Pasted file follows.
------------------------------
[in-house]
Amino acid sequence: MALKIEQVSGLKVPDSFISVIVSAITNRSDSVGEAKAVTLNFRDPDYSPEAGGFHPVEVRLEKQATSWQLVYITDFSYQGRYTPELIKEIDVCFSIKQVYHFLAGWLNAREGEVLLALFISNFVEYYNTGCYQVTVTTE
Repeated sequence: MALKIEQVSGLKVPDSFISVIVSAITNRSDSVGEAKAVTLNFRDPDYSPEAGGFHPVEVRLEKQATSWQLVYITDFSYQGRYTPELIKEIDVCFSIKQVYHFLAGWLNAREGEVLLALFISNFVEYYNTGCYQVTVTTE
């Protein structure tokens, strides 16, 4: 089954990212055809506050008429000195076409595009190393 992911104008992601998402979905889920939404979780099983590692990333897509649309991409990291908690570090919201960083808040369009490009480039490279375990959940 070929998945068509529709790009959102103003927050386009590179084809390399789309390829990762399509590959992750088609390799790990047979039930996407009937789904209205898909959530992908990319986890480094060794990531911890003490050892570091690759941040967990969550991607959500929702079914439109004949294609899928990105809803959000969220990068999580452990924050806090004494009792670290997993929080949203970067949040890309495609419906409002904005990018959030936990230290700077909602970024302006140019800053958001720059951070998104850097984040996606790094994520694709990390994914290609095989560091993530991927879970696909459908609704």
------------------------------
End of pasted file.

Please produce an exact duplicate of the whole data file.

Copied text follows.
[in-house]
Amino acid sequence: MALKIEQVSGLKVPDSFISVIVSAITNRSDSVGEAKAVTLNFRDPDYSPEAGGFHPVEVRLEKQATSWQLVYITDFSYQGRYTPELIKEIDVCFSIKQVYHFLAGWLNAREGEVLLALFISNFVEYYNTGCYQVTVTTE
Repeated sequence: MALKIEQVSGLKVPDSFISVIVSAITNRSDSVGEAKAVTLNFRDPDYSPEAGGFHPVEVRLEKQATSWQLVYITDFSYQGRYTPELIKEIDVCFSIKQVYHFLAGWLNAREGEVLLALFISNFVEYYNTGCYQVTVTTE
């Protein structure tokens, strides 16, 4: 089954990212055809506050008429000195076409595009190393 992911104008992601998402979905889920939404979780099983590692990333897509649309991409990291908690570090919201960083808040369009490009480039490279375990959940 070929998945068509529709790009959102103003927050386009590179084809390399789309390829990762399509590959992750088609390799790990047979039930996407009937789904209205898909959530992908990319986890480094060794990531911890003490050892570091690759941040967990969550991607959500929702079914439109004949294609899928990105809803959000969220990068999580452990924050806090004494009792670290997993929080949203970067949040890309495609419906409002904005990018959030936990230290700077909602970024302006140019800053958001720059951070998104850097984040996606790094994520694709990390994914290609095989560091993530991927879970696909459908609704």